Just days after a London theater canceled the premiere of Kevin Spacey’s first film since his sexual assault trial, the Oscar winner found a more appreciative audience at the University of Oxford.

Spacey surprised a group of lecture attendees on Monday night at Oxford with a performance of a Shakespearean monologue.

The “House of Cards” actor delivered a scene from “Timon of Athens” to cap off a lecture led by British writer Douglas Murray that was held in honor of the late conservative British philosopher Roger Scruton. The monologue was Spacey’s first such appearance since he was acquitted of nine counts of sexual assault and indecent assault by a British court in July.

Spacey was introduced by Murray, the controversial associate editor of British magazine the Spectator, as seen in a YouTube video of the event titled “What Shakespeare can teach us about cancel culture.” Spacey’s involvement in the event was limited to his recitation.

Murray had previously spoken out about Spacey’s acquittal in a July interview with Piers Morgan on Sky News Australia. “If anyone followed closely, the incredibly weak, appalling case that the [Crown Prosecution Service] brought against him in the U.K. — the four claimants had one of the weakest I have ever seen brought before a jury,” Murray told Morgan. “Nobody who followed this case could possibly be surprised that the jury came back saying Kevin Spacey was innocent.”

At Monday’s event, Murray brought up Scruton’s brush with cancel culture, when he was temporarily ousted from a government commission in 2019 after one of his quotes in an interview with the New Statesman was taken out of context. The article had not properly characterized or contextualized Scruton’s views on the Chinese government and billionaire George Soros. The magazine later formally apologized, and Scruton was reinstated.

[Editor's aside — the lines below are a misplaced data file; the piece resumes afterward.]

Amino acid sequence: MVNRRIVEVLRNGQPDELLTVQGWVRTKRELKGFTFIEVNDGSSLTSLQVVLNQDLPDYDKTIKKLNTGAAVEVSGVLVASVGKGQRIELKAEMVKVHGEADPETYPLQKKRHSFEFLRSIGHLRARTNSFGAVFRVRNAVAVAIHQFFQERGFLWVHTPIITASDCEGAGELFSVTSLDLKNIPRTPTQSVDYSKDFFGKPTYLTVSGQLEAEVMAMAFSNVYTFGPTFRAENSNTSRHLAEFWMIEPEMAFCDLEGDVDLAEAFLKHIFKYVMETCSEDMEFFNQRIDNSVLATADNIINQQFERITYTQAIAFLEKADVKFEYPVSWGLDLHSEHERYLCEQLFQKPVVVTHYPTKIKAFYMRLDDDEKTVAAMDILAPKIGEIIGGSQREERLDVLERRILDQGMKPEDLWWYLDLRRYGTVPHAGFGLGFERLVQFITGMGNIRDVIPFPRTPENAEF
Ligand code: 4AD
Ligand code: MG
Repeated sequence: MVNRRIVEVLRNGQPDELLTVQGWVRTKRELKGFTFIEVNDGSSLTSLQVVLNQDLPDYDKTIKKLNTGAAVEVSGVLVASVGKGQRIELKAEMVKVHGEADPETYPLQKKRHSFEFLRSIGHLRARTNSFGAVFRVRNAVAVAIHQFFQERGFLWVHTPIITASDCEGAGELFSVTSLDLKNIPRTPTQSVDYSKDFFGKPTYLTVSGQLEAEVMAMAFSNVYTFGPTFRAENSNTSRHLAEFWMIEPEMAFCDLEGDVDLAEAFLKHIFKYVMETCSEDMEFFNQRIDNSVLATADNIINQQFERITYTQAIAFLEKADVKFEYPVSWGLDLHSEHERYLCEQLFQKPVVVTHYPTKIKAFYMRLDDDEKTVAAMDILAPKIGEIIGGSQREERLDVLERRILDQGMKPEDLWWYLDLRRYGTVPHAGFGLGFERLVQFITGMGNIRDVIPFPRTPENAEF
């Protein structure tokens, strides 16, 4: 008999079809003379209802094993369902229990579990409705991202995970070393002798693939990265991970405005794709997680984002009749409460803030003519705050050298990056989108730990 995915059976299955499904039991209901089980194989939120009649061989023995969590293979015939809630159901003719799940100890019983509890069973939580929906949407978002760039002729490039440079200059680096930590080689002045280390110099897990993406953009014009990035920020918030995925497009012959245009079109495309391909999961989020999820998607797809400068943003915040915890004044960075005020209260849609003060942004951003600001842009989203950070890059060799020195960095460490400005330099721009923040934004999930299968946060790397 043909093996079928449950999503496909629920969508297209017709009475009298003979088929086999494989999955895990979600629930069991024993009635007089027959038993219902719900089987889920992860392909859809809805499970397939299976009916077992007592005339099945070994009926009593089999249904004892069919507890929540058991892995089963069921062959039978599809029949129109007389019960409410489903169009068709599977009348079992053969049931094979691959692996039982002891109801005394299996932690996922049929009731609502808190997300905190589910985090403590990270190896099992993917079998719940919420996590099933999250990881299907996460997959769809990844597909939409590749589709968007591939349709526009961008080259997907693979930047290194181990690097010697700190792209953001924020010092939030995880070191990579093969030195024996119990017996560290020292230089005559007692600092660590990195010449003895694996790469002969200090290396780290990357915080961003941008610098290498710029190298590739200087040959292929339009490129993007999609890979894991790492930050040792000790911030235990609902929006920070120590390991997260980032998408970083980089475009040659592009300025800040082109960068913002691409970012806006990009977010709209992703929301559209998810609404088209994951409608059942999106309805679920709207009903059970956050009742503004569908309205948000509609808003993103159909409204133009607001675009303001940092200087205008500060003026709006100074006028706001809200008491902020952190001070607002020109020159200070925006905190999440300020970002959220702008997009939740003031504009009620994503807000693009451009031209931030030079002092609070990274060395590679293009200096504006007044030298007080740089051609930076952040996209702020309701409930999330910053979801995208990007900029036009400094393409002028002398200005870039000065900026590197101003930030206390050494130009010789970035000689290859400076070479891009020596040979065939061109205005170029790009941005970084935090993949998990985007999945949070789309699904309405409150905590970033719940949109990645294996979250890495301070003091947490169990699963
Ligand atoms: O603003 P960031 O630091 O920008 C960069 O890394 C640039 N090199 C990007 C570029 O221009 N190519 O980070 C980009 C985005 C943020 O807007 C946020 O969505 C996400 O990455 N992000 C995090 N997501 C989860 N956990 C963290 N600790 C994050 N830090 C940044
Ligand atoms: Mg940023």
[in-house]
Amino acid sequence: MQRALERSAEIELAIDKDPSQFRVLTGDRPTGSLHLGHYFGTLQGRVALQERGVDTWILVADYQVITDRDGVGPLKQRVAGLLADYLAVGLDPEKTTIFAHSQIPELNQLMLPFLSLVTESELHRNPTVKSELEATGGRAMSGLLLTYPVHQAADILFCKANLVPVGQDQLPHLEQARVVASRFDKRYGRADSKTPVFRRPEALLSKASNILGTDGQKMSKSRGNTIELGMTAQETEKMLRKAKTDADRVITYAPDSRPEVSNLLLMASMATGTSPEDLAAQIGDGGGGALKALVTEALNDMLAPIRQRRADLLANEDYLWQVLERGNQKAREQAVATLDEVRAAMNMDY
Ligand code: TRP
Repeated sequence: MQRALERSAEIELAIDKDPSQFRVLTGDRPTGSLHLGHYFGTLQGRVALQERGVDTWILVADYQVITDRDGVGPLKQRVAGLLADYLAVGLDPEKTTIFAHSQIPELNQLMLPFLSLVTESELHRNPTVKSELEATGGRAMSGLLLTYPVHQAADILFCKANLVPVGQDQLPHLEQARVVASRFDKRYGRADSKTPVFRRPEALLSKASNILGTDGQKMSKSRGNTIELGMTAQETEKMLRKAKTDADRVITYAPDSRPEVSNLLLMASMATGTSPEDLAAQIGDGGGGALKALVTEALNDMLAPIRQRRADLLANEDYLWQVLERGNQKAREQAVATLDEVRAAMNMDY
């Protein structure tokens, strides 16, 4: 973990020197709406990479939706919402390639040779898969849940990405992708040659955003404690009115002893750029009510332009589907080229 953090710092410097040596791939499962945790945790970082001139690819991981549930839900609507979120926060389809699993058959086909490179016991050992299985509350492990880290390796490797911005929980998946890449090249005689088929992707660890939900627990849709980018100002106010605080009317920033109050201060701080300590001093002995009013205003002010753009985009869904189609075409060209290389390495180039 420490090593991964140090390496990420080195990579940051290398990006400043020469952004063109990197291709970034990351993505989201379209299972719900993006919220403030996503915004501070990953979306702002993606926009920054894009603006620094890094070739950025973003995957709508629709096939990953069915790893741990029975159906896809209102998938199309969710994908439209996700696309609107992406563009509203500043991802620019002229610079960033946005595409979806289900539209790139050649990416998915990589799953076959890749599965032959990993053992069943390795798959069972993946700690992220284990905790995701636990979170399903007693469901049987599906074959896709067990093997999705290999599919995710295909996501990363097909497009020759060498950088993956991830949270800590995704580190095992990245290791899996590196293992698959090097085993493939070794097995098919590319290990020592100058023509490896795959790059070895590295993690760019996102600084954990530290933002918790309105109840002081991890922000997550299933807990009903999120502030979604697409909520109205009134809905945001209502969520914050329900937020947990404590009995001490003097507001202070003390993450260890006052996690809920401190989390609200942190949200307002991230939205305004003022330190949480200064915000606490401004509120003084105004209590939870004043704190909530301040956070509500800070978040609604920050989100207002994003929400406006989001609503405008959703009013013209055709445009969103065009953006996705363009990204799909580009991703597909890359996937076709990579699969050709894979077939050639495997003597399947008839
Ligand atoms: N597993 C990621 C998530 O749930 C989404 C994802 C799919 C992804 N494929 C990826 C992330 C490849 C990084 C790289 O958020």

“In an era of cancellation and defenestration, we sometimes forget that we both cannot go on like this and that we have been here before,” Murray told the Oxford audience. “We know this because our greatest writers and artists have addressed this question in their own times. When Roger was going through his own battle with the shallows, I often thought of Shakespeare’s rarely performed but great play ‘Timon of Athens.’

“Timon has the whole world before him. He is surrounded by friends and admirers. He is generous to all,” Murray continued. “Yet he falls on hard times and when he does, absolutely everybody deserts him. He is left with nothing and nobody, and risks being filled with despair and rage. It does not help that he is shadowed by the cynical philosopher Apemantus, who has warned him that just such a desertion might occur.”

After Murray’s introduction, Spacey emerged from the back of the auditorium where the event was held to deliver his monologue, which ended with the emphatic line, “I am sick of this false world, and will love it not!” After the performance, the “American Beauty” actor was greeted with a standing ovation.

Almost exactly the opposite happened when the Prince Charles Cinema learned that Spacey was featured in the movie “Control.” The London venue took back its offer to host the film’s premiere. “Last night it came to our attention that your film features Kevin Spacey, in particular his first film since the court case,” Greg Lynn, who runs the theater, wrote to producer and star Lauren Metcalfe, according to the Telegraph. “My staff as well as I are horrified that we are being mentioned in the same breath as his new film for the premiere,”

The film will premiere at a theater in the East End of London, with Spacey expected to attend.

In July, the Oscar-winning actor was found not guilty of nine charges, including several sexual assault charges and a charge of causing a person to engage in penetrative sexual activity without consent. The case was among several to arise against Spacey amid the #MeToo movement as the actor fell from grace and went largely without work after 2017.

In addition to the acquittal in London, Spacey has prevailed against a pair of would-be criminal cases in the United States and a $40-million lawsuit from actor Anthony Rapp, who had accused Spacey of sexually abusing him when Rapp was a teen in 1986. Spacey said before the London trial began that he intended to return to acting full-time if he was acquitted.


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